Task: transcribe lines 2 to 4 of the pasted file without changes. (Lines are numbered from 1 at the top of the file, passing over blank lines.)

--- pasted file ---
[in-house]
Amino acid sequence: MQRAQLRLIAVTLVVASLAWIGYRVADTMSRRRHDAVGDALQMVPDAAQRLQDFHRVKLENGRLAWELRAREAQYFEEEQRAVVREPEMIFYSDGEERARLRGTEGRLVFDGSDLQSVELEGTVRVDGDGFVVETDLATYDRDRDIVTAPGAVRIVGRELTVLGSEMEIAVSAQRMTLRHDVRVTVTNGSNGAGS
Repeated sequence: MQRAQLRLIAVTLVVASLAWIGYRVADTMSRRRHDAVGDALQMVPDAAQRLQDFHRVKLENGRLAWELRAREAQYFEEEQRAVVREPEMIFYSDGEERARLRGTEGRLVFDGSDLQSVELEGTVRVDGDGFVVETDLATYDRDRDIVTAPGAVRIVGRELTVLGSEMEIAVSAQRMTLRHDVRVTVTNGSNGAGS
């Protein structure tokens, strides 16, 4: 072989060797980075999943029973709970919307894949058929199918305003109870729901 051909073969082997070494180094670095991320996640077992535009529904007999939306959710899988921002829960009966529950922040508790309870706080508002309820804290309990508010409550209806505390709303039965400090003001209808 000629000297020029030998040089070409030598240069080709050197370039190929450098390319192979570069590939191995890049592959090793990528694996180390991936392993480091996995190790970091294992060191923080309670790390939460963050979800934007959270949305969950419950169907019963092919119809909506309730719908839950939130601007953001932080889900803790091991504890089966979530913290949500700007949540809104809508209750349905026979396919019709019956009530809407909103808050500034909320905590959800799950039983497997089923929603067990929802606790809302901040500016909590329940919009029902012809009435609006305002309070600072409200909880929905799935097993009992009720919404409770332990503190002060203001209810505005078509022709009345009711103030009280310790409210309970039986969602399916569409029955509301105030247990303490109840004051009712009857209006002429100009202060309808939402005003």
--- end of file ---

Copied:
Amino acid sequence: MQRAQLRLIAVTLVVASLAWIGYRVADTMSRRRHDAVGDALQMVPDAAQRLQDFHRVKLENGRLAWELRAREAQYFEEEQRAVVREPEMIFYSDGEERARLRGTEGRLVFDGSDLQSVELEGTVRVDGDGFVVETDLATYDRDRDIVTAPGAVRIVGRELTVLGSEMEIAVSAQRMTLRHDVRVTVTNGSNGAGS
Repeated sequence: MQRAQLRLIAVTLVVASLAWIGYRVADTMSRRRHDAVGDALQMVPDAAQRLQDFHRVKLENGRLAWELRAREAQYFEEEQRAVVREPEMIFYSDGEERARLRGTEGRLVFDGSDLQSVELEGTVRVDGDGFVVETDLATYDRDRDIVTAPGAVRIVGRELTVLGSEMEIAVSAQRMTLRHDVRVTVTNGSNGAGS
């Protein structure tokens, strides 16, 4: 072989060797980075999943029973709970919307894949058929199918305003109870729901 051909073969082997070494180094670095991320996640077992535009529904007999939306959710899988921002829960009966529950922040508790309870706080508002309820804290309990508010409550209806505390709303039965400090003001209808 000629000297020029030998040089070409030598240069080709050197370039190929450098390319192979570069590939191995890049592959090793990528694996180390991936392993480091996995190790970091294992060191923080309670790390939460963050979800934007959270949305969950419950169907019963092919119809909506309730719908839950939130601007953001932080889900803790091991504890089966979530913290949500700007949540809104809508209750349905026979396919019709019956009530809407909103808050500034909320905590959800799950039983497997089923929603067990929802606790809302901040500016909590329940919009029902012809009435609006305002309070600072409200909880929905799935097993009992009720919404409770332990503190002060203001209810505005078509022709009345009711103030009280310790409210309970039986969602399916569409029955509301105030247990303490109840004051009712009857209006002429100009202060309808939402005003």